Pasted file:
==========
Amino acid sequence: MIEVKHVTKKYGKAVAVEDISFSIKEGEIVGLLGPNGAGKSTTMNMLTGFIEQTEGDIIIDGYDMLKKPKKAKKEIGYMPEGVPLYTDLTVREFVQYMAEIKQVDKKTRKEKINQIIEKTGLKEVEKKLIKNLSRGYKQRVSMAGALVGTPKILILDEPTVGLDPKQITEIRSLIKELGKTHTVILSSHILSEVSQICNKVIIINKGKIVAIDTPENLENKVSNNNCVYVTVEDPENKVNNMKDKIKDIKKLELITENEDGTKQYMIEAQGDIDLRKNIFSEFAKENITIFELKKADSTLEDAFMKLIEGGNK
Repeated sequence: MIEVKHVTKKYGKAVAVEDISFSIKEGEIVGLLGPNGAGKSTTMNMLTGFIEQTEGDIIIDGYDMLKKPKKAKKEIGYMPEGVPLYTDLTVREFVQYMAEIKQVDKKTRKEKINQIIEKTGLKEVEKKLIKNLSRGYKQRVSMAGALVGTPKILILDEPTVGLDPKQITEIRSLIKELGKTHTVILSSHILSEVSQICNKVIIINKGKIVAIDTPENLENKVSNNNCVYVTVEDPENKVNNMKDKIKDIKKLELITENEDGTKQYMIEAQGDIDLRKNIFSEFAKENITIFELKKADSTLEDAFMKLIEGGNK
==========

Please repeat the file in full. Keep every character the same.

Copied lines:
Amino acid sequence: MIEVKHVTKKYGKAVAVEDISFSIKEGEIVGLLGPNGAGKSTTMNMLTGFIEQTEGDIIIDGYDMLKKPKKAKKEIGYMPEGVPLYTDLTVREFVQYMAEIKQVDKKTRKEKINQIIEKTGLKEVEKKLIKNLSRGYKQRVSMAGALVGTPKILILDEPTVGLDPKQITEIRSLIKELGKTHTVILSSHILSEVSQICNKVIIINKGKIVAIDTPENLENKVSNNNCVYVTVEDPENKVNNMKDKIKDIKKLELITENEDGTKQYMIEAQGDIDLRKNIFSEFAKENITIFELKKADSTLEDAFMKLIEGGNK
Repeated sequence: MIEVKHVTKKYGKAVAVEDISFSIKEGEIVGLLGPNGAGKSTTMNMLTGFIEQTEGDIIIDGYDMLKKPKKAKKEIGYMPEGVPLYTDLTVREFVQYMAEIKQVDKKTRKEKINQIIEKTGLKEVEKKLIKNLSRGYKQRVSMAGALVGTPKILILDEPTVGLDPKQITEIRSLIKELGKTHTVILSSHILSEVSQICNKVIIINKGKIVAIDTPENLENKVSNNNCVYVTVEDPENKVNNMKDKIKDIKKLELITENEDGTKQYMIEAQGDIDLRKNIFSEFAKENITIFELKKADSTLEDAFMKLIEGGNK